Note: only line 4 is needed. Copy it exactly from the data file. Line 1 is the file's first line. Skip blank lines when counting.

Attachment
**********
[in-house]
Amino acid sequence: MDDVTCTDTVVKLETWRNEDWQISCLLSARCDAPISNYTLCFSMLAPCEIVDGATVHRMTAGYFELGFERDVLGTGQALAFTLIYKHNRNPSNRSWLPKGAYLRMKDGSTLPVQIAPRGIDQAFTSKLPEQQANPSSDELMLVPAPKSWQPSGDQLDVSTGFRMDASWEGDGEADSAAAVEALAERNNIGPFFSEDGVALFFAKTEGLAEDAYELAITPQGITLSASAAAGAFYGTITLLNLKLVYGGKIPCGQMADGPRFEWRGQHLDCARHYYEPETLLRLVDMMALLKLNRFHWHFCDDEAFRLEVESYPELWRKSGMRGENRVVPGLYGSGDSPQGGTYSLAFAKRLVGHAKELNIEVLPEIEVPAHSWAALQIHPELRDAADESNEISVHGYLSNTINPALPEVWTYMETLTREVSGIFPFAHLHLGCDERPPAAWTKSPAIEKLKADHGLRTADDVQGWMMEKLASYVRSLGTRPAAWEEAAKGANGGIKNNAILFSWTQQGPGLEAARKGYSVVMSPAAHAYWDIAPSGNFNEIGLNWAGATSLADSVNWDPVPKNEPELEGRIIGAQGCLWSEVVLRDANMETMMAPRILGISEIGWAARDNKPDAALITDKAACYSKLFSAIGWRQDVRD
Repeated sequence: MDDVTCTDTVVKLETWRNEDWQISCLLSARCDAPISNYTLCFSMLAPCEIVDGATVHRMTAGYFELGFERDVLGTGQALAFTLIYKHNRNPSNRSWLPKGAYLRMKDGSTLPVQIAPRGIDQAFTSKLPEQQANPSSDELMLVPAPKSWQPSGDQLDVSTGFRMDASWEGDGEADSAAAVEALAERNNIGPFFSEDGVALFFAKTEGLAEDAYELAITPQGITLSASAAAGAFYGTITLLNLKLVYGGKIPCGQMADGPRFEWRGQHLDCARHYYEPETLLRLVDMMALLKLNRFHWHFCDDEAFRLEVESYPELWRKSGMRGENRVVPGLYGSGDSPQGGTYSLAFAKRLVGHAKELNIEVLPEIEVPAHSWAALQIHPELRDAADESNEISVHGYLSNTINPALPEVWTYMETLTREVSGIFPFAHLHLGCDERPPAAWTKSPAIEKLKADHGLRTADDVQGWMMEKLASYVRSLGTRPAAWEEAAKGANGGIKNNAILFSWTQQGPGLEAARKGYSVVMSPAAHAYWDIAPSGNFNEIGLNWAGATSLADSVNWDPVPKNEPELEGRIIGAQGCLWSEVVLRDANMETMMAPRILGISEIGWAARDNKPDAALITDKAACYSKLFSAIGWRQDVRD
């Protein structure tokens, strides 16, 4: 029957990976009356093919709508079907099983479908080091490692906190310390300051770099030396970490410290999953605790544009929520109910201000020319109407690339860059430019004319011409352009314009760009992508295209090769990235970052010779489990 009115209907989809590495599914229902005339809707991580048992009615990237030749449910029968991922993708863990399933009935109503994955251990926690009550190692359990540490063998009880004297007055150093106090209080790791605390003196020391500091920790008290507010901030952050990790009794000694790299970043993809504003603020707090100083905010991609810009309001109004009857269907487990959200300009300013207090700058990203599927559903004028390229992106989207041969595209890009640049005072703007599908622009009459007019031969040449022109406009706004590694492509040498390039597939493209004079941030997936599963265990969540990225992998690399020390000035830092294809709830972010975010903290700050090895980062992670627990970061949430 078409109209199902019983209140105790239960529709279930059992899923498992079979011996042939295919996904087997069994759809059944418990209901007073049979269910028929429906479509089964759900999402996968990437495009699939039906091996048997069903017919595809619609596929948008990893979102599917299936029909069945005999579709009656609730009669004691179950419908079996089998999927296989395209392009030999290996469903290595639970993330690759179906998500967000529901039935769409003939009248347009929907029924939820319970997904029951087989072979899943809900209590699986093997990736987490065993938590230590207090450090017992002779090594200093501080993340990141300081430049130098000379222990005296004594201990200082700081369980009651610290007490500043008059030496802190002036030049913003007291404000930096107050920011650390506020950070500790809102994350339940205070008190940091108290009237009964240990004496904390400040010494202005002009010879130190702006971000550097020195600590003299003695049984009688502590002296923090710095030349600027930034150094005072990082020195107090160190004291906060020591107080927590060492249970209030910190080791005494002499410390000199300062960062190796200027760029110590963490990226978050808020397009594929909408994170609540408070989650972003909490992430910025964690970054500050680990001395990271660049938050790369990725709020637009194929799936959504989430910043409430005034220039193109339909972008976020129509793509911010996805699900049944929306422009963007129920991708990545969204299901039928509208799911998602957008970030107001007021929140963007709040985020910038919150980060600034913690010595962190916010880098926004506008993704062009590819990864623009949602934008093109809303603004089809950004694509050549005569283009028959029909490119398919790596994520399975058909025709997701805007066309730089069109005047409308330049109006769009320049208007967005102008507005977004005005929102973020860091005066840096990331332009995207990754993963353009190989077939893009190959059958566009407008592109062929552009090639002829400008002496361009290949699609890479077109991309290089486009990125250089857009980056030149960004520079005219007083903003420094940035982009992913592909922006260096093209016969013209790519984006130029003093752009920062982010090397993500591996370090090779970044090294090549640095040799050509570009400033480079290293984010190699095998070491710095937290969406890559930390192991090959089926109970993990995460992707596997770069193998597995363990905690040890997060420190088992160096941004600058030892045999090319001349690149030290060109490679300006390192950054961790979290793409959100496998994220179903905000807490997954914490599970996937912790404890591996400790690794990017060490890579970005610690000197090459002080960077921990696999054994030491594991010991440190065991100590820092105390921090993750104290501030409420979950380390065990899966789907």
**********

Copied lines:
């Protein structure tokens, strides 16, 4: 029957990976009356093919709508079907099983479908080091490692906190310390300051770099030396970490410290999953605790544009929520109910201000020319109407690339860059430019004319011409352009314009760009992508295209090769990235970052010779489990 009115209907989809590495599914229902005339809707991580048992009615990237030749449910029968991922993708863990399933009935109503994955251990926690009550190692359990540490063998009880004297007055150093106090209080790791605390003196020391500091920790008290507010901030952050990790009794000694790299970043993809504003603020707090100083905010991609810009309001109004009857269907487990959200300009300013207090700058990203599927559903004028390229992106989207041969595209890009640049005072703007599908622009009459007019031969040449022109406009706004590694492509040498390039597939493209004079941030997936599963265990969540990225992998690399020390000035830092294809709830972010975010903290700050090895980062992670627990970061949430 078409109209199902019983209140105790239960529709279930059992899923498992079979011996042939295919996904087997069994759809059944418990209901007073049979269910028929429906479509089964759900999402996968990437495009699939039906091996048997069903017919595809619609596929948008990893979102599917299936029909069945005999579709009656609730009669004691179950419908079996089998999927296989395209392009030999290996469903290595639970993330690759179906998500967000529901039935769409003939009248347009929907029924939820319970997904029951087989072979899943809900209590699986093997990736987490065993938590230590207090450090017992002779090594200093501080993340990141300081430049130098000379222990005296004594201990200082700081369980009651610290007490500043008059030496802190002036030049913003007291404000930096107050920011650390506020950070500790809102994350339940205070008190940091108290009237009964240990004496904390400040010494202005002009010879130190702006971000550097020195600590003299003695049984009688502590002296923090710095030349600027930034150094005072990082020195107090160190004291906060020591107080927590060492249970209030910190080791005494002499410390000199300062960062190796200027760029110590963490990226978050808020397009594929909408994170609540408070989650972003909490992430910025964690970054500050680990001395990271660049938050790369990725709020637009194929799936959504989430910043409430005034220039193109339909972008976020129509793509911010996805699900049944929306422009963007129920991708990545969204299901039928509208799911998602957008970030107001007021929140963007709040985020910038919150980060600034913690010595962190916010880098926004506008993704062009590819990864623009949602934008093109809303603004089809950004694509050549005569283009028959029909490119398919790596994520399975058909025709997701805007066309730089069109005047409308330049109006769009320049208007967005102008507005977004005005929102973020860091005066840096990331332009995207990754993963353009190989077939893009190959059958566009407008592109062929552009090639002829400008002496361009290949699609890479077109991309290089486009990125250089857009980056030149960004520079005219007083903003420094940035982009992913592909922006260096093209016969013209790519984006130029003093752009920062982010090397993500591996370090090779970044090294090549640095040799050509570009400033480079290293984010190699095998070491710095937290969406890559930390192991090959089926109970993990995460992707596997770069193998597995363990905690040890997060420190088992160096941004600058030892045999090319001349690149030290060109490679300006390192950054961790979290793409959100496998994220179903905000807490997954914490599970996937912790404890591996400790690794990017060490890579970005610690000197090459002080960077921990696999054994030491594991010991440190065991100590820092105390921090993750104290501030409420979950380390065990899966789907």